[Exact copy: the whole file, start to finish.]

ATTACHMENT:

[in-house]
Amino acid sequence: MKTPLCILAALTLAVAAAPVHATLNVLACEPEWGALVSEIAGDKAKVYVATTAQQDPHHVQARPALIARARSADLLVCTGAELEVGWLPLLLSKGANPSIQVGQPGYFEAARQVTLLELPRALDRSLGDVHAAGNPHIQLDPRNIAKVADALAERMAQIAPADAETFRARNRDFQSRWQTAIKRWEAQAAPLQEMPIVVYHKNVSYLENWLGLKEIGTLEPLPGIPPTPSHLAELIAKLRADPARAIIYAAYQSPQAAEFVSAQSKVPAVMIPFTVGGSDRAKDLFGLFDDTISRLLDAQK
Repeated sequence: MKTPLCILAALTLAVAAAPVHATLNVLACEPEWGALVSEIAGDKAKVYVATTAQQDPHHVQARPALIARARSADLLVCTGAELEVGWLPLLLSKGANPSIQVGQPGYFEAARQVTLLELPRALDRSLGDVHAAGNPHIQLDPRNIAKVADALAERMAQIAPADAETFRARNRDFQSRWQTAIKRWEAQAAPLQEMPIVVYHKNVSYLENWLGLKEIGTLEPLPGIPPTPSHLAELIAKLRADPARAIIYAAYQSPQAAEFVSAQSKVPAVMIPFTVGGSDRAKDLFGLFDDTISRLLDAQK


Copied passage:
[in-house]
Amino acid sequence: MKTPLCILAALTLAVAAAPVHATLNVLACEPEWGALVSEIAGDKAKVYVATTAQQDPHHVQARPALIARARSADLLVCTGAELEVGWLPLLLSKGANPSIQVGQPGYFEAARQVTLLELPRALDRSLGDVHAAGNPHIQLDPRNIAKVADALAERMAQIAPADAETFRARNRDFQSRWQTAIKRWEAQAAPLQEMPIVVYHKNVSYLENWLGLKEIGTLEPLPGIPPTPSHLAELIAKLRADPARAIIYAAYQSPQAAEFVSAQSKVPAVMIPFTVGGSDRAKDLFGLFDDTISRLLDAQK
Repeated sequence: MKTPLCILAALTLAVAAAPVHATLNVLACEPEWGALVSEIAGDKAKVYVATTAQQDPHHVQARPALIARARSADLLVCTGAELEVGWLPLLLSKGANPSIQVGQPGYFEAARQVTLLELPRALDRSLGDVHAAGNPHIQLDPRNIAKVADALAERMAQIAPADAETFRARNRDFQSRWQTAIKRWEAQAAPLQEMPIVVYHKNVSYLENWLGLKEIGTLEPLPGIPPTPSHLAELIAKLRADPARAIIYAAYQSPQAAEFVSAQSKVPAVMIPFTVGGSDRAKDLFGLFDDTISRLLDAQK